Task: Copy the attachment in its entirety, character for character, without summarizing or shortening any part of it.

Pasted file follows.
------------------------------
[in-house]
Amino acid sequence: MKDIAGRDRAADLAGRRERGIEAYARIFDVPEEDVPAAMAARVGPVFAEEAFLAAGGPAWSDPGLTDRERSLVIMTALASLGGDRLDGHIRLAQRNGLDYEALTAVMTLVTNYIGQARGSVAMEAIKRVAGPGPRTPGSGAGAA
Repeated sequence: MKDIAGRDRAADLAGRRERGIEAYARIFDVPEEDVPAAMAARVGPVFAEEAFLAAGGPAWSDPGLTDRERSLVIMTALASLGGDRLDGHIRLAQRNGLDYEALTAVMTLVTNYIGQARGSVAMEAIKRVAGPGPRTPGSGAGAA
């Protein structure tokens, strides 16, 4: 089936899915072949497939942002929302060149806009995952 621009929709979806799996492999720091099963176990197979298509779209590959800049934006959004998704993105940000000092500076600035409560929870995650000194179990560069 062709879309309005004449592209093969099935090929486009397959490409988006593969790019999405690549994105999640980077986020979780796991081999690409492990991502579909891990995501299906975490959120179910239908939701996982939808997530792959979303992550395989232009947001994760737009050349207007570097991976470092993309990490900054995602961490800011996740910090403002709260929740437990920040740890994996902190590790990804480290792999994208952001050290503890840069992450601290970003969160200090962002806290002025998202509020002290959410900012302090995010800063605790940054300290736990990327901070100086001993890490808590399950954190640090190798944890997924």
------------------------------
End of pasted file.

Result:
[in-house]
Amino acid sequence: MKDIAGRDRAADLAGRRERGIEAYARIFDVPEEDVPAAMAARVGPVFAEEAFLAAGGPAWSDPGLTDRERSLVIMTALASLGGDRLDGHIRLAQRNGLDYEALTAVMTLVTNYIGQARGSVAMEAIKRVAGPGPRTPGSGAGAA
Repeated sequence: MKDIAGRDRAADLAGRRERGIEAYARIFDVPEEDVPAAMAARVGPVFAEEAFLAAGGPAWSDPGLTDRERSLVIMTALASLGGDRLDGHIRLAQRNGLDYEALTAVMTLVTNYIGQARGSVAMEAIKRVAGPGPRTPGSGAGAA
């Protein structure tokens, strides 16, 4: 089936899915072949497939942002929302060149806009995952 621009929709979806799996492999720091099963176990197979298509779209590959800049934006959004998704993105940000000092500076600035409560929870995650000194179990560069 062709879309309005004449592209093969099935090929486009397959490409988006593969790019999405690549994105999640980077986020979780796991081999690409492990991502579909891990995501299906975490959120179910239908939701996982939808997530792959979303992550395989232009947001994760737009050349207007570097991976470092993309990490900054995602961490800011996740910090403002709260929740437990920040740890994996902190590790990804480290792999994208952001050290503890840069992450601290970003969160200090962002806290002025998202509020002290959410900012302090995010800063605790940054300290736990990327901070100086001993890490808590399950954190640090190798944890997924």